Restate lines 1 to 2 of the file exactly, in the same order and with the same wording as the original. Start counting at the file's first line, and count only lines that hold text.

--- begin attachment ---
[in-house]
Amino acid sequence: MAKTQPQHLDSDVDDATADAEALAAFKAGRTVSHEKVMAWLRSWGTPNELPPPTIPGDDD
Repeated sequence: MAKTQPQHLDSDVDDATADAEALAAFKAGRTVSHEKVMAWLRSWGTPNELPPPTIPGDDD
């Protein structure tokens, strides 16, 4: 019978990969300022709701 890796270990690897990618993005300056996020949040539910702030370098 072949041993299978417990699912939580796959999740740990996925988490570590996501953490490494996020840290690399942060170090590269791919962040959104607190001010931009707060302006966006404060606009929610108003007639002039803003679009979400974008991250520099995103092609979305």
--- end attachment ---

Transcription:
[in-house]
Amino acid sequence: MAKTQPQHLDSDVDDATADAEALAAFKAGRTVSHEKVMAWLRSWGTPNELPPPTIPGDDD